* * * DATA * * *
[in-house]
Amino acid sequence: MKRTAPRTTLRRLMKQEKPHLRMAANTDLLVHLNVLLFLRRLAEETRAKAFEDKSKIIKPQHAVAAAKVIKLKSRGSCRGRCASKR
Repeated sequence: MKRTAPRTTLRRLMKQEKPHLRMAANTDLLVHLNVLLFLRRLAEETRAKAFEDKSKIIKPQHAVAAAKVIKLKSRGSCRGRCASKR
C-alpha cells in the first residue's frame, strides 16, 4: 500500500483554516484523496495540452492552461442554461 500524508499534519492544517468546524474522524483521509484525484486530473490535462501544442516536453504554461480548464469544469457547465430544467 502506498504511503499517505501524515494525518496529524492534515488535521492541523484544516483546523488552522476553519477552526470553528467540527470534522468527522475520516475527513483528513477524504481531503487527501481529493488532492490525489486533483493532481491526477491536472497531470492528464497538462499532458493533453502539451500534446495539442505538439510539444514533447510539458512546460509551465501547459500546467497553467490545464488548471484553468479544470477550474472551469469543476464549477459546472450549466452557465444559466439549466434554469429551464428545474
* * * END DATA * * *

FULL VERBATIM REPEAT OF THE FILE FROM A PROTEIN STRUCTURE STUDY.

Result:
[in-house]
Amino acid sequence: MKRTAPRTTLRRLMKQEKPHLRMAANTDLLVHLNVLLFLRRLAEETRAKAFEDKSKIIKPQHAVAAAKVIKLKSRGSCRGRCASKR
Repeated sequence: MKRTAPRTTLRRLMKQEKPHLRMAANTDLLVHLNVLLFLRRLAEETRAKAFEDKSKIIKPQHAVAAAKVIKLKSRGSCRGRCASKR
C-alpha cells in the first residue's frame, strides 16, 4: 500500500483554516484523496495540452492552461442554461 500524508499534519492544517468546524474522524483521509484525484486530473490535462501544442516536453504554461480548464469544469457547465430544467 502506498504511503499517505501524515494525518496529524492534515488535521492541523484544516483546523488552522476553519477552526470553528467540527470534522468527522475520516475527513483528513477524504481531503487527501481529493488532492490525489486533483493532481491526477491536472497531470492528464497538462499532458493533453502539451500534446495539442505538439510539444514533447510539458512546460509551465501547459500546467497553467490545464488548471484553468479544470477550474472551469469543476464549477459546472450549466452557465444559466439549466434554469429551464428545474